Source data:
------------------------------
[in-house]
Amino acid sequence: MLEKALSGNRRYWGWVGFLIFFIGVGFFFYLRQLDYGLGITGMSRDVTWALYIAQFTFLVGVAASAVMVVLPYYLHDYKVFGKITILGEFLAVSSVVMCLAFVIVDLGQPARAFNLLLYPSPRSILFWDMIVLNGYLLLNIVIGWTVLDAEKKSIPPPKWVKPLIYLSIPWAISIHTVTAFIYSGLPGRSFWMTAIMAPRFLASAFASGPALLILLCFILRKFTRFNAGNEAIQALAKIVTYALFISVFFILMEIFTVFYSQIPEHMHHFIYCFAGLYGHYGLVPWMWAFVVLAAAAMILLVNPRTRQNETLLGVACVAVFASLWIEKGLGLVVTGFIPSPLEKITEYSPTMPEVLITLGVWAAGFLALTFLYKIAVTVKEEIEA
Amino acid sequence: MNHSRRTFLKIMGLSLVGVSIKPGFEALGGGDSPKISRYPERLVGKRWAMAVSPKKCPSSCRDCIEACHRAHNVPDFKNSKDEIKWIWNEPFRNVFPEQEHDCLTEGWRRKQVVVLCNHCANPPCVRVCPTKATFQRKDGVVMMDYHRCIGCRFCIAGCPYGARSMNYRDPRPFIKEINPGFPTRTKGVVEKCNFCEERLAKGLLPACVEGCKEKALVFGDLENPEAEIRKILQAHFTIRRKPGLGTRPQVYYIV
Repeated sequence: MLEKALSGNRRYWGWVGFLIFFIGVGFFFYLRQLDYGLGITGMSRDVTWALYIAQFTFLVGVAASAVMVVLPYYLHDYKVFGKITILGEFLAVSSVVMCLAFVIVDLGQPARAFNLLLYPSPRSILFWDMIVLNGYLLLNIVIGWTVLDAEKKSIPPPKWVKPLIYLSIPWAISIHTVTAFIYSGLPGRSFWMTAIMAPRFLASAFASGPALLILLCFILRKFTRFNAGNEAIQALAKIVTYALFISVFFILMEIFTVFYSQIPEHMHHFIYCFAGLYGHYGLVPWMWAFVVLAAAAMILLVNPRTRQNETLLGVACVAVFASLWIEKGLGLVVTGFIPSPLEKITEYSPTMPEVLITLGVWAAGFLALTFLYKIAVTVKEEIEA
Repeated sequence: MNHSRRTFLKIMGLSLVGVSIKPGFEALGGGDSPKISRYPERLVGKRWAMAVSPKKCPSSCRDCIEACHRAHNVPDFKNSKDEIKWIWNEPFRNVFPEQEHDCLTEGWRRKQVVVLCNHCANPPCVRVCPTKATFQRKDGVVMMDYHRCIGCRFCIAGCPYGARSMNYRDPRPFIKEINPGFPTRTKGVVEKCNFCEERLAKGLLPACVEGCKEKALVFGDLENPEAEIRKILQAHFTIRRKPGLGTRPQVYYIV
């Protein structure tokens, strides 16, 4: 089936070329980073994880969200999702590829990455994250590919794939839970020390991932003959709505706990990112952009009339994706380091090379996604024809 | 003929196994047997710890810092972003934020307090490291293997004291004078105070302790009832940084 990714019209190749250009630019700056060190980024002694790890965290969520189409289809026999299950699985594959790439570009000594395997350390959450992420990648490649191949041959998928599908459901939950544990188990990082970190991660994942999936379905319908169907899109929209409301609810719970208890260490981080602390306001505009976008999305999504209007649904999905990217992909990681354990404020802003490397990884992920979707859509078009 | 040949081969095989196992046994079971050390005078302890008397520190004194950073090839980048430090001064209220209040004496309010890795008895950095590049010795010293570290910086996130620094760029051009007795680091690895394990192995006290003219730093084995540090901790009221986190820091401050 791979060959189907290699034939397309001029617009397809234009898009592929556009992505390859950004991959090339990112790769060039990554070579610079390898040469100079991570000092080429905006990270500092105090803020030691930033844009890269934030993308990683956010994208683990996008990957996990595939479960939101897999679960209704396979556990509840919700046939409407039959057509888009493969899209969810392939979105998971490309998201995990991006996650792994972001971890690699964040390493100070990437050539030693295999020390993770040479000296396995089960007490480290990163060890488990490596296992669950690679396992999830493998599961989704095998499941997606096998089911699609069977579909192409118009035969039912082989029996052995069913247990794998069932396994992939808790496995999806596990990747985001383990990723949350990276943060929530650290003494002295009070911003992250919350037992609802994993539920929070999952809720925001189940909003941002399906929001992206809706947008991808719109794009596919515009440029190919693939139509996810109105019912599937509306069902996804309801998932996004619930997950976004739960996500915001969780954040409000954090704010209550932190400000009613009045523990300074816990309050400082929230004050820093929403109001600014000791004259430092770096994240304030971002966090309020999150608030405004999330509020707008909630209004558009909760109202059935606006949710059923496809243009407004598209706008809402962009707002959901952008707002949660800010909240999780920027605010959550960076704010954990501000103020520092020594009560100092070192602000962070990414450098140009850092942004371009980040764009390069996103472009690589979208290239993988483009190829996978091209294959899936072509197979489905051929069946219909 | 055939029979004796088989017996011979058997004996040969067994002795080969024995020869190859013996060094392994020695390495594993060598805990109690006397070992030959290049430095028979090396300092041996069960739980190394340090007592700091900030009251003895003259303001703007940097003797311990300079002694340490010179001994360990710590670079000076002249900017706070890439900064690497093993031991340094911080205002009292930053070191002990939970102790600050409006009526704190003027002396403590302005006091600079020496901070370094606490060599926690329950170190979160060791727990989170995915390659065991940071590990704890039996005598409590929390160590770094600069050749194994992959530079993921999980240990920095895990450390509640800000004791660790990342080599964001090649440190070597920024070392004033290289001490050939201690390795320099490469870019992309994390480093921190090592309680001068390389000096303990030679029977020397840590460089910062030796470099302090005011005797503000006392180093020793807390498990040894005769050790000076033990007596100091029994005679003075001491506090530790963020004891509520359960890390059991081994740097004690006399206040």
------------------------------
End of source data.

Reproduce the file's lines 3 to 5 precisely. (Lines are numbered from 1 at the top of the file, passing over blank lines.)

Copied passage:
Amino acid sequence: MNHSRRTFLKIMGLSLVGVSIKPGFEALGGGDSPKISRYPERLVGKRWAMAVSPKKCPSSCRDCIEACHRAHNVPDFKNSKDEIKWIWNEPFRNVFPEQEHDCLTEGWRRKQVVVLCNHCANPPCVRVCPTKATFQRKDGVVMMDYHRCIGCRFCIAGCPYGARSMNYRDPRPFIKEINPGFPTRTKGVVEKCNFCEERLAKGLLPACVEGCKEKALVFGDLENPEAEIRKILQAHFTIRRKPGLGTRPQVYYIV
Repeated sequence: MLEKALSGNRRYWGWVGFLIFFIGVGFFFYLRQLDYGLGITGMSRDVTWALYIAQFTFLVGVAASAVMVVLPYYLHDYKVFGKITILGEFLAVSSVVMCLAFVIVDLGQPARAFNLLLYPSPRSILFWDMIVLNGYLLLNIVIGWTVLDAEKKSIPPPKWVKPLIYLSIPWAISIHTVTAFIYSGLPGRSFWMTAIMAPRFLASAFASGPALLILLCFILRKFTRFNAGNEAIQALAKIVTYALFISVFFILMEIFTVFYSQIPEHMHHFIYCFAGLYGHYGLVPWMWAFVVLAAAAMILLVNPRTRQNETLLGVACVAVFASLWIEKGLGLVVTGFIPSPLEKITEYSPTMPEVLITLGVWAAGFLALTFLYKIAVTVKEEIEA
Repeated sequence: MNHSRRTFLKIMGLSLVGVSIKPGFEALGGGDSPKISRYPERLVGKRWAMAVSPKKCPSSCRDCIEACHRAHNVPDFKNSKDEIKWIWNEPFRNVFPEQEHDCLTEGWRRKQVVVLCNHCANPPCVRVCPTKATFQRKDGVVMMDYHRCIGCRFCIAGCPYGARSMNYRDPRPFIKEINPGFPTRTKGVVEKCNFCEERLAKGLLPACVEGCKEKALVFGDLENPEAEIRKILQAHFTIRRKPGLGTRPQVYYIV